As with many challenges around transformation the focus needs to balance grand visions with how to get started.
There was no shortage of energy and passion on board this ship. The event was a clear signal that the motivation to find solutions was high. There was clear evidence and a huge amount of knowledge and insight to draw on but we need to get started.
Quickly – adopt technologies that are already available and build ‘1.5-ready’ ships.
From there be continually prepared to adapt and adopt as yet newer technologies come of age.
But fundamentally and wherever possible these technologies will need to be included in original designs.
“The planet is at a crossroads. The decisions we make today set the foundation for 2018 and beyond. Countries must increase their ambition to put us on a path to a 1.5C future.” — Manuel Pulgar-Vidal — Peru Environment Minister
Think about it — sea levels will rise 6 ft in the lifetime of a child born today. I want to repeat that – “Sea levels will rise 6 feet in the lifetime of a child born today.” I live directly on the banks of the River Thames.
The shipping industry, along with every other industry needs to step up and do its bit. It has to make far more meaningful progress and we all need to hold them to account. It’s clear to me that we can’t just wait for governments and regulation to make change happen. We would have to make unsustainable activities and industries unacceptable.
There’s Always Technology –
Technology was a big topic. It always is but the question wasn’t whether there were solutions that can be leveraged today or not – it was far more about understanding the right technology choices in such a complex landscape.
There’s Always Efficiency –
Efficiency is that other classic staple when talking about the future – for anything. But efficiency alone would not even get us close get to the sustainable target. As we learned – further options for efficiency are just running out.
We actually need a wholesale system redesign.
And So The Questions Flew.
How can we get the attention of the stakeholders we need? The public, society at large, the decision makers not on board this ship?
Which solutions and what technologies are required for which vessel types? How can we begin to make the decisions to swap in the new stuff?
What can be done about these things in the very short term? Who makes these things happen?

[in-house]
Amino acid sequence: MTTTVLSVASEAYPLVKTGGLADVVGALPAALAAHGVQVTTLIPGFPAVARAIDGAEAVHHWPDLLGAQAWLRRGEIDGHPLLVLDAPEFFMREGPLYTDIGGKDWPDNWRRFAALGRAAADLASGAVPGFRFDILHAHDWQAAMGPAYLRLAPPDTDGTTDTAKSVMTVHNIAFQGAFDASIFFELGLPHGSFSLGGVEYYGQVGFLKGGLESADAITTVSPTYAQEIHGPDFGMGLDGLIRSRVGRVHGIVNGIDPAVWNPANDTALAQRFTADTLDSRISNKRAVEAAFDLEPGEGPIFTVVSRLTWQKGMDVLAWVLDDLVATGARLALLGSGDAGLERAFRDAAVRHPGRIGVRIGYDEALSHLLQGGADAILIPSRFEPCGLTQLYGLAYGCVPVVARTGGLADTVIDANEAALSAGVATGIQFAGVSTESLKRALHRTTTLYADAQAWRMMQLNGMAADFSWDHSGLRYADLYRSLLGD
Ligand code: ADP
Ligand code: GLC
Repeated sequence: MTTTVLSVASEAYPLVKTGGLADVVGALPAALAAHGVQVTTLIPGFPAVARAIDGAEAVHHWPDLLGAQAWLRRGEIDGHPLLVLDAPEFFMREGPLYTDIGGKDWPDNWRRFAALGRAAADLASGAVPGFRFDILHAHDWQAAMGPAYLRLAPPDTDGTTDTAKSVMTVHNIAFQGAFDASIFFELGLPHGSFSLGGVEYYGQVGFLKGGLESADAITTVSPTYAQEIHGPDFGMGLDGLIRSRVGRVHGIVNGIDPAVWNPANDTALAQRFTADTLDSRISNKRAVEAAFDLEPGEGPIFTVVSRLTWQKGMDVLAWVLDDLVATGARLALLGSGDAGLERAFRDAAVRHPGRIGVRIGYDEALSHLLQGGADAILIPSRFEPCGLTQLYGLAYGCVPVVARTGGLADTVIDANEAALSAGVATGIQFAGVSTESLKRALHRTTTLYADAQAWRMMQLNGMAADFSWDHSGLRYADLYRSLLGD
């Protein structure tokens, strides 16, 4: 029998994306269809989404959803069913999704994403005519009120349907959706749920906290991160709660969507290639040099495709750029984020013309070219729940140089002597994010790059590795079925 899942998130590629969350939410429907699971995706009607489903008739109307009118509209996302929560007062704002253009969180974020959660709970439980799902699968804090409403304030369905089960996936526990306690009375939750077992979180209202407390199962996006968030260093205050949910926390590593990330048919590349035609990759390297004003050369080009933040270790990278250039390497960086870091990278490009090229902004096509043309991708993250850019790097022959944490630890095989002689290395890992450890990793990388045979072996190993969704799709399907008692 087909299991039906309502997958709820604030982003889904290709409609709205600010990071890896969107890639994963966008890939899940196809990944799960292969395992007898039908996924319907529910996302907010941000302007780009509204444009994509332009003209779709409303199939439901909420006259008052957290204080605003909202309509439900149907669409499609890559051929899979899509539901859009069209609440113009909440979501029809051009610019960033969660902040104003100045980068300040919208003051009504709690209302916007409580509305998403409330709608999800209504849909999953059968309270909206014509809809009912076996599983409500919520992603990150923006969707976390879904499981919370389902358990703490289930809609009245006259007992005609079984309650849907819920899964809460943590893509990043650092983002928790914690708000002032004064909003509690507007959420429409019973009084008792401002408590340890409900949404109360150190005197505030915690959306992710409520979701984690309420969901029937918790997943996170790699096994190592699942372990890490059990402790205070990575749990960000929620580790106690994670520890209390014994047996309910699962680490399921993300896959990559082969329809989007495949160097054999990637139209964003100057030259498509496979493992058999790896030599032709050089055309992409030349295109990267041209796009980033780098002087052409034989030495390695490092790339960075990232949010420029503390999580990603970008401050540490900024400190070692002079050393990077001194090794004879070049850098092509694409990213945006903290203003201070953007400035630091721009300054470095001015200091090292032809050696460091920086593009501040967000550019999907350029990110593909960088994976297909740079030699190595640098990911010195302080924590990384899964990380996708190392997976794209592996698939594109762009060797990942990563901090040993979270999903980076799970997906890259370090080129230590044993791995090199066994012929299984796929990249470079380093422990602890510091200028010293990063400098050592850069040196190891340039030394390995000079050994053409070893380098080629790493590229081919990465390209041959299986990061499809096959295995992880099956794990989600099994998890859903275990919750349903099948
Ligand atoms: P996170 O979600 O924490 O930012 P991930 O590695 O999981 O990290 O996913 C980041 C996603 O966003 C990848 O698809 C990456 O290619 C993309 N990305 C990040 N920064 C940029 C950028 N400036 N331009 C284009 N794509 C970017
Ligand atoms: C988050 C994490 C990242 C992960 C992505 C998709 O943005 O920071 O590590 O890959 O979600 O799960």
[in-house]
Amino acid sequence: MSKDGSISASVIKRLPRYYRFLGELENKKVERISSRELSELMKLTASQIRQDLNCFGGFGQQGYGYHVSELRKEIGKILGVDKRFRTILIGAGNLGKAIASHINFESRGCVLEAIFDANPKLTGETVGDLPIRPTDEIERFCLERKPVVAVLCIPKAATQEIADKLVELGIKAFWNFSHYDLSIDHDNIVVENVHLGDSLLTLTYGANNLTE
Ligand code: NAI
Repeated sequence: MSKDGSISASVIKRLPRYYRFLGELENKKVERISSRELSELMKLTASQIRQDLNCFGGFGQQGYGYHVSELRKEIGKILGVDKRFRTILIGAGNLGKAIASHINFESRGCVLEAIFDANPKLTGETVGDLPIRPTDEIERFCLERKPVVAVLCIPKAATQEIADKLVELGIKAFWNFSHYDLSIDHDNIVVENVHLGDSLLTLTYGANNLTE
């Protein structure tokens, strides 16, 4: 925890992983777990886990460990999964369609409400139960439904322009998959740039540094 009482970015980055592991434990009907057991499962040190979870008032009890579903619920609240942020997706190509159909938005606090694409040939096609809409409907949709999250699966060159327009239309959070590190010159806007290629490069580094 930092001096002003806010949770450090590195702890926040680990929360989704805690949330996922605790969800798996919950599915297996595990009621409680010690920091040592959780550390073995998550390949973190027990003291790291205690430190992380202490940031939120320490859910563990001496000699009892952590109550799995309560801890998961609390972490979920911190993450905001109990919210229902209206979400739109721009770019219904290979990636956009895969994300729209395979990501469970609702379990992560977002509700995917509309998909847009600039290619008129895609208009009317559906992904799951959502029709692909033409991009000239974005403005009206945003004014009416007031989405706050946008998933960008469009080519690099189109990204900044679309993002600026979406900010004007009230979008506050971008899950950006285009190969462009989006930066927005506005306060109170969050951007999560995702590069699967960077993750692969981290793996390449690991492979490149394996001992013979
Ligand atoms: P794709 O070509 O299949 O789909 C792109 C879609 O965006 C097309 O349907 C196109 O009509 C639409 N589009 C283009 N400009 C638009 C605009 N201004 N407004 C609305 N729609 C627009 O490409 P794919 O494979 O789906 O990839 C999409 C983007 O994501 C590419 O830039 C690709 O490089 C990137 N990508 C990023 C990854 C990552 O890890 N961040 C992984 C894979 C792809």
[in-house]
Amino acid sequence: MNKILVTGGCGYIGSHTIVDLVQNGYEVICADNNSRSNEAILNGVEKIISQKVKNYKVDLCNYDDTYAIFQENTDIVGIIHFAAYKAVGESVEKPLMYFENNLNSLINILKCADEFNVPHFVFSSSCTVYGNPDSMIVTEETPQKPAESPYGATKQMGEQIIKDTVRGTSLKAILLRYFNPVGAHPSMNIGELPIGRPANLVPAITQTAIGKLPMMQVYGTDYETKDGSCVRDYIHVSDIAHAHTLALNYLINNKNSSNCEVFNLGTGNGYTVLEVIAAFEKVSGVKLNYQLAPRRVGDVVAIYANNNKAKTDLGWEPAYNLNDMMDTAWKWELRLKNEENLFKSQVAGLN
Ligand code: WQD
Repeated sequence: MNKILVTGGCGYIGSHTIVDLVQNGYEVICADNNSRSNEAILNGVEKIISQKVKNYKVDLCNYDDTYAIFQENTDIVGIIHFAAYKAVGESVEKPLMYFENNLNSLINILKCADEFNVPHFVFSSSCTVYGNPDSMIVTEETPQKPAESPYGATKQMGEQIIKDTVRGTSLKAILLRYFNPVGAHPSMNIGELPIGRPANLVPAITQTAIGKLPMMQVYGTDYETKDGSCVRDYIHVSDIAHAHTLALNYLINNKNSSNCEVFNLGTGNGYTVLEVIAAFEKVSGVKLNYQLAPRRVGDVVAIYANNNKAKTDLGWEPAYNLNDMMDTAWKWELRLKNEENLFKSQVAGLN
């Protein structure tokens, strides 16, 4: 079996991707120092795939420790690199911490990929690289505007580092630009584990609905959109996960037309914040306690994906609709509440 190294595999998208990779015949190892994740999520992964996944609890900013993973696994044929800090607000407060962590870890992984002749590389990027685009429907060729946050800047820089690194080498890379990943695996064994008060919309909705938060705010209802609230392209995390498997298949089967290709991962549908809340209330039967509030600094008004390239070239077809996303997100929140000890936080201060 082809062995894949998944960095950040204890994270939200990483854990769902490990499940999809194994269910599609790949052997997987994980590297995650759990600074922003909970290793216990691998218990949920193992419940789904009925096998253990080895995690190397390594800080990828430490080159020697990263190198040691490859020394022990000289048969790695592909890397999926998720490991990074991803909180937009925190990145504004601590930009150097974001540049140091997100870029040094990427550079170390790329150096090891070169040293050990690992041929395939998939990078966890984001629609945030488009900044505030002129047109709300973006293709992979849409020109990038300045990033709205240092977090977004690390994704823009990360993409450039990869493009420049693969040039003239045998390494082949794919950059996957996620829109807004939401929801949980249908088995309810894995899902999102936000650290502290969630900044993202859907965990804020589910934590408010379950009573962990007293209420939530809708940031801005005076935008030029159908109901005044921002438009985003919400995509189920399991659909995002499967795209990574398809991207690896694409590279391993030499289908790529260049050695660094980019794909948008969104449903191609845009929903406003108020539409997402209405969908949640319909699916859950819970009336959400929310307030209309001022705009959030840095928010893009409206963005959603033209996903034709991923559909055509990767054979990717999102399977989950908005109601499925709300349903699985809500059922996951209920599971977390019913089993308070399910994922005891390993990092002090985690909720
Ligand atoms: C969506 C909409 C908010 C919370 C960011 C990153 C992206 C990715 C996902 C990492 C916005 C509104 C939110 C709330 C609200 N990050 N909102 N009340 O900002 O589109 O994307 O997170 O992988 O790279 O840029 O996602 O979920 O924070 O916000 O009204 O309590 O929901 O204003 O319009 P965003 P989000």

What will we each do tomorrow morning at 9.00am?
Where do we need a longer term response? How do we get into that? Who, why and where will that all happen?
Where, in all this, should we focus on just local solutions and where should we think globally? How do we cause overall systemic change?
Can (who/where) we make the business cases fast enough and interrupt the existing decision cycles – rapidly?
We carried on in a similar vein. We asked ourselves what are all the important ‘enablers’ – that’s jargon for the things that would just need to be in place for anything to happen.
These conversations formed into a higher level set of thoughts –
Enable (create ways) for better collaboration within the industry.
Have a more systemic perspective – this is a big system.
Have a more authentic dialogue. Speak the truth.
Evidence. A ‘science based’ measurement approach.
Investment in alternative fuels. This is key if shipping is to decarbonize in the longer term.
Openness to new thinking. Mindset change.
That last one gives us great cause for thought. Mindset change goes into the bracket of ‘good luck with that’. Mindset change takes a long time and few solutions are proven to work.
The Action List
Eventually we got to that set of initial actions that were going to help us get started. A set of things that could be kicked off.
The audience surprised themselves with a slogan – ‘Make Shipping Sexy’. . . Translated, that idea neatly defined their energy. An urgent action was to literally turn the tide. To see a public campaign with open and meaningful communication reflecting the genuine concern about the issues at the same time as unleashing the exciting potential for shipping.
A campaign must be designed to create more awareness amongst consumers of shipping’s Climate Change impacts.
Graphic definitions must be created to generate a far clearer communication of ‘1.5’. Put simply explain to the world what that means.
We will graphically portray the idea of sea level rise to make it more relatable to mere humans. (Such impact from Climate Change is predicted to be catastrophic on a planetary level.)
We should create a ‘green ship’ brand that would enable consumers to choose products shipped in a ‘green’ way.
We need to design a global competition to design a zero-emission ship – for example – ‘Mission Zero’.
We have to make investing in ‘green’ shipping sexy. Imagine it done in the way Elon Musk has changed how people see true innovation.